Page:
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Track(s) taken from CDA67357

Fleur des blés, L16

First line:
Le long des blés que la brise
composer
author of text

Christopher Maltman (baritone), Malcolm Martineau (piano)
Recording details: July 2001
Champs Hill, West Sussex, United Kingdom
Produced by Mark Brown
Engineered by Julian Millard
Release date: January 2003
Total duration: 2 minutes 15 seconds
 
1

Reviews

'An admirable recital' (BBC Music Magazine)

'You could not wish for more than Maltman’s intelligent singing and Martineau’s customary sensitivity to every nuance' (Classic FM Magazine)

'The partnership of baritone Christopher Maltman and pianist Malcom Martineau has proved chemically sound in so many memorable live and recorded performances. This new release of Debussy songs for Hyperion is no exception' (The Scotsman)

'On the present disc, Maltman distinguishes himself beyond expectation in the realm of French Mélodie, singing throughout with elegance, conviction, communicativeness, specific attention to the text, and unblemished technical security, all utterly without mannerism, in a varied program spanning 30 years (1880 -1910) of Debussy song … You should go out and buy it right now' (Fanfare, USA)

'This young baritone invests all he touches with equal consideration and the 21 songs in his programme emerge fresh and compelling … a recording of strong focus' (Yorkshire Post)

'Christopher Maltman has already distinguished himself as a lieder singer, but now he reveals himself as a stunningly apt exponent of French mélodies' (Opera News)

'With a singer of Christopher Maltman's quality these songs are presented here about as beautifully as they could be' (Manchester Evening News)

'The young baritone brings magnificent sturdiness to the music and he is sensitively accompanied by an understanding Martineau. The recording is excellent … we have another Hyperion winner' (Classical.net)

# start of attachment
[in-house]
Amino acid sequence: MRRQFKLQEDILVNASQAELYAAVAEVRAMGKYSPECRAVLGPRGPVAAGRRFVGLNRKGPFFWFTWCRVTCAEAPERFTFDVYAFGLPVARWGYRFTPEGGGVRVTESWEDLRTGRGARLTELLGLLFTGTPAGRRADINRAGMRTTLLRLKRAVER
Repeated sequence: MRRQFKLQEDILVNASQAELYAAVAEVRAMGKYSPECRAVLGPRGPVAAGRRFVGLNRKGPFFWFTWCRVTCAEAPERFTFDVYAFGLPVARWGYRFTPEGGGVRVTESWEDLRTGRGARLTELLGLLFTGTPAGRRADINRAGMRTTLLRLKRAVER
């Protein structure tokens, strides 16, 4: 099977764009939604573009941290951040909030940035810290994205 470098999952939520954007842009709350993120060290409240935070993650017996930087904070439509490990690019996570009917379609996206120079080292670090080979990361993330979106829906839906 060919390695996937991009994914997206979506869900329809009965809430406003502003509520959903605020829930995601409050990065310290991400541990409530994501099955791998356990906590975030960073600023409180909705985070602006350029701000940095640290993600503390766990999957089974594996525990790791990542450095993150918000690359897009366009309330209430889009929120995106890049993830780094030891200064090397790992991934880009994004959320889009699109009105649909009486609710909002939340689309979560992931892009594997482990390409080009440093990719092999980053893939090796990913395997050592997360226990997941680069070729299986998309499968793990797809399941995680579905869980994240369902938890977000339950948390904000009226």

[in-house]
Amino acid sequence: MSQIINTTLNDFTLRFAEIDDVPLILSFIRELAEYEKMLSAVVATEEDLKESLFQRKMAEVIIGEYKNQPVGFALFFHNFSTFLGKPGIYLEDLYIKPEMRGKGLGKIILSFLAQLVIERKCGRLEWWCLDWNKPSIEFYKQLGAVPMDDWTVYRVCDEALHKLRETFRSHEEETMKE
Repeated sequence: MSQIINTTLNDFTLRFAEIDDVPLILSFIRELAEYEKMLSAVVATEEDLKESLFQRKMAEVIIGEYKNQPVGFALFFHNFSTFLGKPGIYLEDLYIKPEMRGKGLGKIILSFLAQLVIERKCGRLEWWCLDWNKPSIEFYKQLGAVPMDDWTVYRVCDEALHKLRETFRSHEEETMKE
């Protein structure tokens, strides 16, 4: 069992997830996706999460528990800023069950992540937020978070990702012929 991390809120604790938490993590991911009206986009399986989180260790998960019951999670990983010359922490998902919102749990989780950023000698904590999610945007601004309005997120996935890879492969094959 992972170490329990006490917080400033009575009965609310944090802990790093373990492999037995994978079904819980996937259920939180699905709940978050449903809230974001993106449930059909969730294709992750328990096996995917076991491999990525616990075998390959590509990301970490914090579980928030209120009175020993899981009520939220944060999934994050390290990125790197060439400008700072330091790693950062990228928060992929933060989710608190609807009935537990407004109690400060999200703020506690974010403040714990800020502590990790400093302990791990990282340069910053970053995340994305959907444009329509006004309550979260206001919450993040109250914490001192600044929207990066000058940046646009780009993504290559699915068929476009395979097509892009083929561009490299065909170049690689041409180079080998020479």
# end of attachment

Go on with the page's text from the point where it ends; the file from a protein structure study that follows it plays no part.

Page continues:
This song testifies to Debussy’s perennial need of money. In 1880 he took on the job of accompanying a singing class held by Mme Moreau-Sainti for what the newspapers of the time dubbed ‘les jeunes filles du meilleur monde’. Not all of them were that ‘jeunes’, including the 28-year-old Mme Emile Deguingand and the 32-year-old Marie Vasnier, both married to husbands a good deal older than themselves. Fleur des blés, which he dedicated to Mme. Deguingand early in 1881, depicts the undulation of the wheat in regular semiquavers and again employs the 7th, 6th and 3rd notes of the scale to good effect. Debussy treats the four stanzas as two groups of two, with the second group being a barely varied version of the first. The tone is contemplative and restful, animated gently by the alternations in the vocal line of duplets and triplets—soon to become a Debussy hallmark.

from notes by Roger Nichols © 2003

Cette mélodie atteste du besoin d’argent que Debussy éprouvait constamment. En 1880, il accepta le travail d’accompagnateur d’une classe de chant tenue par Mme Moreau-Sainti destinée à ce que les journaux de l’époque appelaient «les jeunes filles du meilleur monde». Elles n’étaient pas toutes si jeunes que ça, puisque figuraient parmi elles Mme Emile Deguingand, 28 ans, et Marie Vasnier, 32 ans. Toutes deux avaient pour époux des hommes bien plus vieux qu’elles. Dédié à Mme Deguingand au début de 1881, Fleur des blés dépeint l’ondulation du blé en des doubles croches régulières, et exploite à nouveau les 7e, 6e et 3e degrés de la gamme en de superbes effets. Debussy traite les quatre strophes en deux groupes de deux, le second étant une version à peine variée du premier. Le ton est contemplatif et serein, animé doucement par les alternances à la voix de duolets et triolets—une caractéristique qui allait devenir la marque de Debussy.

extrait des notes rédigées par Roger Nichols © 2003
Français: Isabelle Battioni

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